Rheumatic heart disease | Symptoms & Causes | Diagnosis

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Rheumatic heart disease

What is Rheumatic heart disease?

Rheumatic heart disease (RHD) describes a group of short-term (acute) and long-term (chronic) heart disorders that can occur after an episode of acute rheumatic fever (ARF). Rheumatic fever is an inflammatory disease that may affect many connective tissues of the body, especially, those of the heart, joints, brain or skin. It usually starts out as a streptococcal throat infection in children between the ages of 5 and 15 years. One common result of rheumatic fever is heart valve damage. This damage to the heart valves may lead to a valve disorders and also heart failure. RHD is the most serious complication of rheumatic fever.


Rheumatic heart disease is caused by rheumatic fever, an inflammatory disease that can affect many connective tissues, especially in the heart, joints, skin, or brain. The heart valves can be inflamed and become scarred over time. This can result in narrowing or leaking of the heart valve making it harder for the heart to function normally. This may take years to develop and can result in heart failure.

Rheumatic fever can occur at any age, but usually occurs in children ages 5 to 15 years old. It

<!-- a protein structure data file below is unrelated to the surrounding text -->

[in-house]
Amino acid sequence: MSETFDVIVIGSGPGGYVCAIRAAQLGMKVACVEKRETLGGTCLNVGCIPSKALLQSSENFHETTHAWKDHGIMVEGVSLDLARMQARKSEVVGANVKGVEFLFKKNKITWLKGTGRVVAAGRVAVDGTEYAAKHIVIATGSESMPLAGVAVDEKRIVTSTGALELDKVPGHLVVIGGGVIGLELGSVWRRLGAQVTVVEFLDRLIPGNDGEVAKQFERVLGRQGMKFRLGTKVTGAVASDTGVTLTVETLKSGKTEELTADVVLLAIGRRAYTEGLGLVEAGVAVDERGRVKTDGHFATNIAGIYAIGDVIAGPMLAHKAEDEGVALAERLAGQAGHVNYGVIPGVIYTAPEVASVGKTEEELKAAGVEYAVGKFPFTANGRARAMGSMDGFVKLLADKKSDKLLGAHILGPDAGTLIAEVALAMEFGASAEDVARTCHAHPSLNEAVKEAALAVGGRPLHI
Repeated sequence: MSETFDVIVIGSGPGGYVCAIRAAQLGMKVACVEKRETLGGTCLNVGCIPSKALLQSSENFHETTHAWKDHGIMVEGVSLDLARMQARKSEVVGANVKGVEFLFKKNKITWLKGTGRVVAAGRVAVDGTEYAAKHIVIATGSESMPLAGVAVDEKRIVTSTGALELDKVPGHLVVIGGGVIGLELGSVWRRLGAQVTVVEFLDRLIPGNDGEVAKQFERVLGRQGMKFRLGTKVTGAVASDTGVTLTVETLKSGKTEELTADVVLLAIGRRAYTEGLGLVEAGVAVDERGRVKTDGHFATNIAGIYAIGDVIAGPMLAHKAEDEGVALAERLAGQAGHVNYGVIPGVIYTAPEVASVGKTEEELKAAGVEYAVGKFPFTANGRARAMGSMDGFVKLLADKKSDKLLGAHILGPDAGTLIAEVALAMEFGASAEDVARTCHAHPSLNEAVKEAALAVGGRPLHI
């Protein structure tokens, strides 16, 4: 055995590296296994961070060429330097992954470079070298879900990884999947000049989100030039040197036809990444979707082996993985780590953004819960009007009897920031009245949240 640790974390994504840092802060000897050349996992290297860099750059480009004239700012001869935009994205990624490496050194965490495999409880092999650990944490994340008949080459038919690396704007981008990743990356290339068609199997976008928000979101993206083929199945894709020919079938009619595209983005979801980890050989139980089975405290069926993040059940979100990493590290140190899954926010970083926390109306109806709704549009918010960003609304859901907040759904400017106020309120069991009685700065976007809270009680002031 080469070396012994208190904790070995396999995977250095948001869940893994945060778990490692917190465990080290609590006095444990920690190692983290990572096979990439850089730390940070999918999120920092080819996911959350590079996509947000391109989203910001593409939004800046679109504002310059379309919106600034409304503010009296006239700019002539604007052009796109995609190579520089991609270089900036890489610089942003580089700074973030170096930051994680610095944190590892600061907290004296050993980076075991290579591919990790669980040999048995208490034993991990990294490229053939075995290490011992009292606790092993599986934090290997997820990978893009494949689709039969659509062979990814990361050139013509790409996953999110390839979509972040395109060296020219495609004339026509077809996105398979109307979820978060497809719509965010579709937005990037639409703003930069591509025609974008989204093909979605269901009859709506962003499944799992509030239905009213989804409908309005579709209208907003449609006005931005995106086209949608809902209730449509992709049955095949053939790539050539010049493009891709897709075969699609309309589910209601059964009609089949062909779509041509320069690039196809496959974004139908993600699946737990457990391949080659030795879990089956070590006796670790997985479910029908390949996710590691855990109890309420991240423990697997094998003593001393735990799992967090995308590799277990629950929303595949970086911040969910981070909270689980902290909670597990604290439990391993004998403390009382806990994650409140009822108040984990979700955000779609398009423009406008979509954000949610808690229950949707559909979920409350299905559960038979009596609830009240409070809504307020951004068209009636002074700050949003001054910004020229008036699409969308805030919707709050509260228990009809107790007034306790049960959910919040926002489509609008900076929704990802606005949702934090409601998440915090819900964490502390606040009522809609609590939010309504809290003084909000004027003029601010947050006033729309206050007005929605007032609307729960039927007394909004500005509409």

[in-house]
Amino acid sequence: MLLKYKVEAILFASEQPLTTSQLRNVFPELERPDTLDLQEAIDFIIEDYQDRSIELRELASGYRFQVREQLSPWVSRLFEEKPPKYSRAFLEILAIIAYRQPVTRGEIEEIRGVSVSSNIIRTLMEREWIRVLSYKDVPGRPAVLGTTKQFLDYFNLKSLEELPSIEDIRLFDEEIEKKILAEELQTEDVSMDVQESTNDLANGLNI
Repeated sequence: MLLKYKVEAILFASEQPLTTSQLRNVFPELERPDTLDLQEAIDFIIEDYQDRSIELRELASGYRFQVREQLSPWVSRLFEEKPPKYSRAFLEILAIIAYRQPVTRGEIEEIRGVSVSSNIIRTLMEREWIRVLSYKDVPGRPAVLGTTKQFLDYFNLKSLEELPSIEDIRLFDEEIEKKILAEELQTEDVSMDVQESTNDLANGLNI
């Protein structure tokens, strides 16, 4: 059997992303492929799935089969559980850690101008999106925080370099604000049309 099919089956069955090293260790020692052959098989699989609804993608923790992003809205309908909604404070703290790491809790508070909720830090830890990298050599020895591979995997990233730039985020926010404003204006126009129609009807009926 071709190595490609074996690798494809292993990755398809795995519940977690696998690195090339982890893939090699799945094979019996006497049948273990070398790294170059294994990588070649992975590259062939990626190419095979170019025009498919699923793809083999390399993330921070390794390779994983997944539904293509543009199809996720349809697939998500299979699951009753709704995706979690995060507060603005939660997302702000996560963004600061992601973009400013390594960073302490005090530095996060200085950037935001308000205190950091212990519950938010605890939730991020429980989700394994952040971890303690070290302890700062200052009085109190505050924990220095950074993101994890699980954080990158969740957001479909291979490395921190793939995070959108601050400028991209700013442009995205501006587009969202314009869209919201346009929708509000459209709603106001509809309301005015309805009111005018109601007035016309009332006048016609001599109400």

Diagnosis & Tests

People with rheumatic heart disease will have or recently had a strep infection. A throat culture or blood test may be used to check for strep.

They may have a murmur or rub that may be heard during a routine physical exam. The murmur is caused by the blood leaking around the damages valve. The rub is caused when the inflamed heart tissues move or rub against each other.

Along with a complete medical history and physical exam, tests used to diagnose rheumatic heart disease may include:

  • Echocardiogram (echo). This test uses sound waves to check the heart's chambers and valves. The echo sound waves create a picture on a screen as an ultrasound transducer is passed over the skin overlying the heart. Echo can show damage to the valve flaps, backflow of blood through a leaky valve, fluid around the heart, and heart enlargement. It

Prevention & Risk Factors

Rheumatic heart disease can be prevented by preventing strep infections or treating them with antibiotics when they do occur. It

Treatments & Therapies

Specific treatment for rheumatic heart disease will be determined by your child's physician based on:

  • Your child's overall health and medical history
  • Extent of the disease
  • Your child's tolerance for specific medications, procedures or therapies
  • Expectations for the course of the disease
  • Your opinion or preference

The best treatment for rheumatic heart disease is prevention. Antibiotics can usually treat strep throat (a Streptococcus bacterial infection) and stop acute rheumatic fever from developing. Antibiotic therapy has sharply reduced the incidence and mortality rate of rheumatic fever and rheumatic heart disease.